A functional alarm: During a viral attack, infected cells emit warning proteins, called interferons, that cause nearby cells to turn on anti-viral genes. This interferon response prevents an infection from rapidly spreading.

Second illustration: Interferon antibodies and coronaviruses cascade from an infected cell to a warned cell. Several of the interferon antibodies are shown capturing the interferon proteins.

Antibody attacks: About 10% of patients with severe COVID-19 have antibodies in their blood that attack interferons and thus prevent an interferon response.

Third illustration: interferon proteins, unknown antibodies, and coronaviruses cascade from infected cell to warned cell. One of the unknown antibodies attaches to the receptor of the warned cell. An arrow points from one of the warned cell’s receptors to the DNA strand (anti-viral genes) within it.

Antibody interference: In other patients with severe COVID-19, a variety of (currently unknown) antibodies may bind to a cellular receptor called CD32B, which overrides the interferon signal.
Illustrations: Chris Philpot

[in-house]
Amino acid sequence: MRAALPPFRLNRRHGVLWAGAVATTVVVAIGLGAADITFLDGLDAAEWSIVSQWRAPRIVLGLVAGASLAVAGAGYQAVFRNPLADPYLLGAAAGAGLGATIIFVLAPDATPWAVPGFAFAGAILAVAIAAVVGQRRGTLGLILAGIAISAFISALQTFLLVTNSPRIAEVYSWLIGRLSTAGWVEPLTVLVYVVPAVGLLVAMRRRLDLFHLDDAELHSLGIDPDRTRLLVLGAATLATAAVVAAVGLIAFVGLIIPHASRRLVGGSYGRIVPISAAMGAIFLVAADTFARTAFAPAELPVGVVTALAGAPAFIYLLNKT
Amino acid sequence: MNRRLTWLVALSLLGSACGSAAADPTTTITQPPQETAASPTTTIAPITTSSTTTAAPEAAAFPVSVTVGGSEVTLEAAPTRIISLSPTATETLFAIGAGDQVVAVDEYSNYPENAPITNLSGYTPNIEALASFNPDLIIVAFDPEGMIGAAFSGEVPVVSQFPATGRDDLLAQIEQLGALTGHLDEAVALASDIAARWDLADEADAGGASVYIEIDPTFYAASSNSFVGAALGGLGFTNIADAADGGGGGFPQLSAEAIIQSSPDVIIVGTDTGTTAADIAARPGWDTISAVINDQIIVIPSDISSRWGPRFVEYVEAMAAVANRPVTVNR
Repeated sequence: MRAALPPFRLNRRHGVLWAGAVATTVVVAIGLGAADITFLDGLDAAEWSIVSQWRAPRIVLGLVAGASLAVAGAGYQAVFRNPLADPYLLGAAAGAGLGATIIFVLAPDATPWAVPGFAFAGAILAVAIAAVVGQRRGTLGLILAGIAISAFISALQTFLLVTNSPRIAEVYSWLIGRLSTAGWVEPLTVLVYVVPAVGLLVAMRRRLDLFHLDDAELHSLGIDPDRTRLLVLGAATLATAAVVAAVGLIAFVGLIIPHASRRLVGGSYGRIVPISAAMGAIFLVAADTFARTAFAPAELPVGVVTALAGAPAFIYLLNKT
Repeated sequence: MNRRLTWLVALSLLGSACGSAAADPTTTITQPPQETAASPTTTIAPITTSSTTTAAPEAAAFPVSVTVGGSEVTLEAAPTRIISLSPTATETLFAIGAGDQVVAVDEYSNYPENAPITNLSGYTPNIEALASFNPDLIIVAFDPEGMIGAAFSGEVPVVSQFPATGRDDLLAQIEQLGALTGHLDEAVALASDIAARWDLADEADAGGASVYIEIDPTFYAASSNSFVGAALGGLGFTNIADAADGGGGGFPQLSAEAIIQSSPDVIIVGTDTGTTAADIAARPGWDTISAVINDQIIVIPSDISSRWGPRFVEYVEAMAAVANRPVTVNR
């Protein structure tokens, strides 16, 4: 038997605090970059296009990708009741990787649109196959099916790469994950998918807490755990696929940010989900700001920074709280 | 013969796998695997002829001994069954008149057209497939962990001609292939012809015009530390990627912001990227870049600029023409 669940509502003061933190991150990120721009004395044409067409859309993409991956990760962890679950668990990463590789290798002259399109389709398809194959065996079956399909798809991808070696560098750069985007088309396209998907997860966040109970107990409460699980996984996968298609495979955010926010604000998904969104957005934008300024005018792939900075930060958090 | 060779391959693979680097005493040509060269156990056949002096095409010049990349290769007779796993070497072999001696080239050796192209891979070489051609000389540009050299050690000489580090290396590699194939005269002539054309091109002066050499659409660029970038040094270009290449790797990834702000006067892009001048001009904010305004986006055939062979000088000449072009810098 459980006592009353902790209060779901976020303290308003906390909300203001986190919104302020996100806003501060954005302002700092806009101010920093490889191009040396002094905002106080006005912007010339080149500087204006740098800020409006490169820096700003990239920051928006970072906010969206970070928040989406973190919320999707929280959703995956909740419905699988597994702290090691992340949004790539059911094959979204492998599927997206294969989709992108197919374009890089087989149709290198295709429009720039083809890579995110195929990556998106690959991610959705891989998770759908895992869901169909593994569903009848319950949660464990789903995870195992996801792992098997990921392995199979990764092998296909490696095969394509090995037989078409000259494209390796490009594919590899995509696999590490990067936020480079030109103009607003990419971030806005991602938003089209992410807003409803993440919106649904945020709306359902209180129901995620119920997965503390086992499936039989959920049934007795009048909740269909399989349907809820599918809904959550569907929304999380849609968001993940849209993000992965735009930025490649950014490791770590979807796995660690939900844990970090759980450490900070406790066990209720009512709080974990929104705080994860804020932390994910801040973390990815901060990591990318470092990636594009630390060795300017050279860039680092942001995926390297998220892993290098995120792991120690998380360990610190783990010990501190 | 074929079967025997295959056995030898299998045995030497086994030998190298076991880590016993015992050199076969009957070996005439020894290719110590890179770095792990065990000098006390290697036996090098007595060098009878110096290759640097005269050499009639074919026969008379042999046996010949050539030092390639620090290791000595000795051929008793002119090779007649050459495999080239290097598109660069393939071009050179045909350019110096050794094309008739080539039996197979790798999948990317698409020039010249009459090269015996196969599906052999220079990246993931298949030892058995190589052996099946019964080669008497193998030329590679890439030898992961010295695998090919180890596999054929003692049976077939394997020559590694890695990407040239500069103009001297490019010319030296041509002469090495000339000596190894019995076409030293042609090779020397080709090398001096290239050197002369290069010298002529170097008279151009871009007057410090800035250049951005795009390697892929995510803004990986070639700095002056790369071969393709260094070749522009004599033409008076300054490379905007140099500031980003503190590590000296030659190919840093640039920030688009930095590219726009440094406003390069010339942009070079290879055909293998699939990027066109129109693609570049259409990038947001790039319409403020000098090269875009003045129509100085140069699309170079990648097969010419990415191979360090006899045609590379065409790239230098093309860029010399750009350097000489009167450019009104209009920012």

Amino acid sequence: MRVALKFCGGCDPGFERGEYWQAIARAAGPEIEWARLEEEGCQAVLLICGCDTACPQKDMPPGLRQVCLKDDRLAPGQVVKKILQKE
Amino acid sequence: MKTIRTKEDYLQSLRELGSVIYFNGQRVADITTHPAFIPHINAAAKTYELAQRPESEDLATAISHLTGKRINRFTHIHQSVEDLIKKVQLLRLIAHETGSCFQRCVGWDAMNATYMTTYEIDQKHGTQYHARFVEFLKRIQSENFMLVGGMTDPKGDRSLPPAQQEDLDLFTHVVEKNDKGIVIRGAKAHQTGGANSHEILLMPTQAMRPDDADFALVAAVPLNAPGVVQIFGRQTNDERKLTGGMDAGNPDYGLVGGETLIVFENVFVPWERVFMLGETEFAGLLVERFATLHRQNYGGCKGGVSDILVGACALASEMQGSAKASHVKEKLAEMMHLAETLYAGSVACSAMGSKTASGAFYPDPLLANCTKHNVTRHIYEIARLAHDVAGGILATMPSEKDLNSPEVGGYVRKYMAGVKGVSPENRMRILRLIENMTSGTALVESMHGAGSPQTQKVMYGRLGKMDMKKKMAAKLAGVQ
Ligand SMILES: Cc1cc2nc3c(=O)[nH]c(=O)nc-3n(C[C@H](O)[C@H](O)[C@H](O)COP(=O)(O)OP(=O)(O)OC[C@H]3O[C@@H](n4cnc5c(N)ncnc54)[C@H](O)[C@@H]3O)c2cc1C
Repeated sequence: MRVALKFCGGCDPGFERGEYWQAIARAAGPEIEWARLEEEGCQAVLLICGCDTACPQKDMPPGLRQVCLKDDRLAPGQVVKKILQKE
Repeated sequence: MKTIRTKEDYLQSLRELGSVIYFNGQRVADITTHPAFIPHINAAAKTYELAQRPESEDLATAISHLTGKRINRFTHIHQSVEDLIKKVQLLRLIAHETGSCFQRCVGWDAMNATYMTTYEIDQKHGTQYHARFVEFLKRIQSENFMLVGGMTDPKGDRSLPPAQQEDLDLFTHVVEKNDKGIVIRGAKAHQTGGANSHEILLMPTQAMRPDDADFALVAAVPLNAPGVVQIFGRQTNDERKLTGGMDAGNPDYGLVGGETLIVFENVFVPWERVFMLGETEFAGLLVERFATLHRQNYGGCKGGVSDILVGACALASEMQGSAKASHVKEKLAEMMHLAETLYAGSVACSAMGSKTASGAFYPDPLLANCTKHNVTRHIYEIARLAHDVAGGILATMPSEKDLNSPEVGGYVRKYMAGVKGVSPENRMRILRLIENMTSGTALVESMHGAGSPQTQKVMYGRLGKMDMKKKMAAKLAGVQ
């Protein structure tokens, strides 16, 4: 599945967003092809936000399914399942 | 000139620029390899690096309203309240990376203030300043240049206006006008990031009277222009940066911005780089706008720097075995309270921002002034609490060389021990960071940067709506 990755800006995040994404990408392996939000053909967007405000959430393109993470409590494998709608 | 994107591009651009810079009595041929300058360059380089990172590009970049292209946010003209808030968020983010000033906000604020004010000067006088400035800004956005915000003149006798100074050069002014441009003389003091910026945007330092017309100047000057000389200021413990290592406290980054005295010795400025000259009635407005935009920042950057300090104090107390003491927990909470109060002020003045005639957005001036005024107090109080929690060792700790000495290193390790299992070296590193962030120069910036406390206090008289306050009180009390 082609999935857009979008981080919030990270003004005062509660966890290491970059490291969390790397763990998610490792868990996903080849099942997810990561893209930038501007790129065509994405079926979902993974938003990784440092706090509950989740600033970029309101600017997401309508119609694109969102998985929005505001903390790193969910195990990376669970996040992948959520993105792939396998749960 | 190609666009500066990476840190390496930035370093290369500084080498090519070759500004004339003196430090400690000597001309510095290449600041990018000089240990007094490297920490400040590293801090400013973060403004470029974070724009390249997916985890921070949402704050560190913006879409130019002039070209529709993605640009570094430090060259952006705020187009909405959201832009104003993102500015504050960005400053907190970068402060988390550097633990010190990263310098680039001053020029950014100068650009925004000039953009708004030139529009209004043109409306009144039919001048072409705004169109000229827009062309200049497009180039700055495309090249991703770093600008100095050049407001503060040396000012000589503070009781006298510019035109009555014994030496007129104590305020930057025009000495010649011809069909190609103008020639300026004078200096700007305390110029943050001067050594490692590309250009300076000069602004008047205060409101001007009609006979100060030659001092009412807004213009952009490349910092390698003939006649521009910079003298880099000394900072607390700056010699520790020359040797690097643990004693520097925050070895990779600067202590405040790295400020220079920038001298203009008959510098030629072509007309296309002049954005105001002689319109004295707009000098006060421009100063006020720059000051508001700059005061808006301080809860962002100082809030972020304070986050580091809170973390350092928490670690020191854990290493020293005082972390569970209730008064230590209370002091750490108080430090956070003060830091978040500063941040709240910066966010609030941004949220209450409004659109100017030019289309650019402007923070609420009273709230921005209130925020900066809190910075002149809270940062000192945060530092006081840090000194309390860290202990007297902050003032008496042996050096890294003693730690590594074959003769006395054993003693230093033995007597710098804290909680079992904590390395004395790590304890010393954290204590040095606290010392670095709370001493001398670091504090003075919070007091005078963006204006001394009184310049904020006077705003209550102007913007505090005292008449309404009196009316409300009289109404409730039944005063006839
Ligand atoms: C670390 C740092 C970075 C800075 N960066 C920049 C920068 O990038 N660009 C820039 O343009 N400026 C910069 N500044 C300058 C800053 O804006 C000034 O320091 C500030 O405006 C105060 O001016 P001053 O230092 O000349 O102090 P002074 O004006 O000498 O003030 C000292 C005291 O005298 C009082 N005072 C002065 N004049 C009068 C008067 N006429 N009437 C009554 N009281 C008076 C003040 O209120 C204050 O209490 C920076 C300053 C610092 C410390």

The Autoimmune Connection

One day in February 2020, a 32-year-old woman checked into a hospital in Lombardy, Italy. She was struggling to breathe and had a fever and a cough. Her symptoms, no surprise, were caused by COVID-19. Because she was young, her doctors thought she would recover quickly. But her condition worsened. She remained in the hospital for 37 days, including a week on a ventilator. By the time she was discharged, the burgeoning coronavirus outbreak had sickened more than 85,000 people in Italy. Her case might have been lost in the wave, save for one odd detail: She happened to have a rare autoimmune disease called autoimmune polyglandular syndrome type 1, or APS1.

Portrait of Mark Anderson.

Mark Anderson, MD, PhD, co-founder of ImmunoX